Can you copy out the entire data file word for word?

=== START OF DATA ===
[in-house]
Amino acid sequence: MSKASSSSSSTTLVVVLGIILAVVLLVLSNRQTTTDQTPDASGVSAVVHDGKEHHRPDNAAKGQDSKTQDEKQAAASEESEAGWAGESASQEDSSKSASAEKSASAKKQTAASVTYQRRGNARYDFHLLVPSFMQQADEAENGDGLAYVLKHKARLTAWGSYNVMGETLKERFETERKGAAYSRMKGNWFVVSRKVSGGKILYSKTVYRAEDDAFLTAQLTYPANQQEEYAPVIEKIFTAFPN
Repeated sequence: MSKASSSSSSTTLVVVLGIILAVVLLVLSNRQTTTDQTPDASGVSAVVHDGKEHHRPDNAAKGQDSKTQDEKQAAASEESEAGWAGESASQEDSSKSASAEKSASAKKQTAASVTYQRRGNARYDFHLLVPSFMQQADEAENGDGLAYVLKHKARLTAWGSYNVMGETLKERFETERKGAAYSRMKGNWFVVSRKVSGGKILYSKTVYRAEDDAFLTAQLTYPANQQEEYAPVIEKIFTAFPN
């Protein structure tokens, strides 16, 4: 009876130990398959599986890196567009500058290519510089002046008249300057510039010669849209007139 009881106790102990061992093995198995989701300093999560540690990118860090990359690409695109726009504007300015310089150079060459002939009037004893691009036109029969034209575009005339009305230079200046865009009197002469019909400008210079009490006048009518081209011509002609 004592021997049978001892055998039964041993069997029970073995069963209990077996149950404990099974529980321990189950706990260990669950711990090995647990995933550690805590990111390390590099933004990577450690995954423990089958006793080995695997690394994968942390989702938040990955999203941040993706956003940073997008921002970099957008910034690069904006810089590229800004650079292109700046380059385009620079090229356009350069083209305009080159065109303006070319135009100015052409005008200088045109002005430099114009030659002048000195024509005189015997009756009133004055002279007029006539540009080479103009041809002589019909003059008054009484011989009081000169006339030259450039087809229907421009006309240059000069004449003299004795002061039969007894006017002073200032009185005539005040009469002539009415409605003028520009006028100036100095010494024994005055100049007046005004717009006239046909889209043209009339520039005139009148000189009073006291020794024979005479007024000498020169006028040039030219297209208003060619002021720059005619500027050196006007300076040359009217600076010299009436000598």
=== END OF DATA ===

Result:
[in-house]
Amino acid sequence: MSKASSSSSSTTLVVVLGIILAVVLLVLSNRQTTTDQTPDASGVSAVVHDGKEHHRPDNAAKGQDSKTQDEKQAAASEESEAGWAGESASQEDSSKSASAEKSASAKKQTAASVTYQRRGNARYDFHLLVPSFMQQADEAENGDGLAYVLKHKARLTAWGSYNVMGETLKERFETERKGAAYSRMKGNWFVVSRKVSGGKILYSKTVYRAEDDAFLTAQLTYPANQQEEYAPVIEKIFTAFPN
Repeated sequence: MSKASSSSSSTTLVVVLGIILAVVLLVLSNRQTTTDQTPDASGVSAVVHDGKEHHRPDNAAKGQDSKTQDEKQAAASEESEAGWAGESASQEDSSKSASAEKSASAKKQTAASVTYQRRGNARYDFHLLVPSFMQQADEAENGDGLAYVLKHKARLTAWGSYNVMGETLKERFETERKGAAYSRMKGNWFVVSRKVSGGKILYSKTVYRAEDDAFLTAQLTYPANQQEEYAPVIEKIFTAFPN
């Protein structure tokens, strides 16, 4: 009876130990398959599986890196567009500058290519510089002046008249300057510039010669849209007139 009881106790102990061992093995198995989701300093999560540690990118860090990359690409695109726009504007300015310089150079060459002939009037004893691009036109029969034209575009005339009305230079200046865009009197002469019909400008210079009490006048009518081209011509002609 004592021997049978001892055998039964041993069997029970073995069963209990077996149950404990099974529980321990189950706990260990669950711990090995647990995933550690805590990111390390590099933004990577450690995954423990089958006793080995695997690394994968942390989702938040990955999203941040993706956003940073997008921002970099957008910034690069904006810089590229800004650079292109700046380059385009620079090229356009350069083209305009080159065109303006070319135009100015052409005008200088045109002005430099114009030659002048000195024509005189015997009756009133004055002279007029006539540009080479103009041809002589019909003059008054009484011989009081000169006339030259450039087809229907421009006309240059000069004449003299004795002061039969007894006017002073200032009185005539005040009469002539009415409605003028520009006028100036100095010494024994005055100049007046005004717009006239046909889209043209009339520039005139009148000189009073006291020794024979005479007024000498020169006028040039030219297209208003060619002021720059005619500027050196006007300076040359009217600076010299009436000598």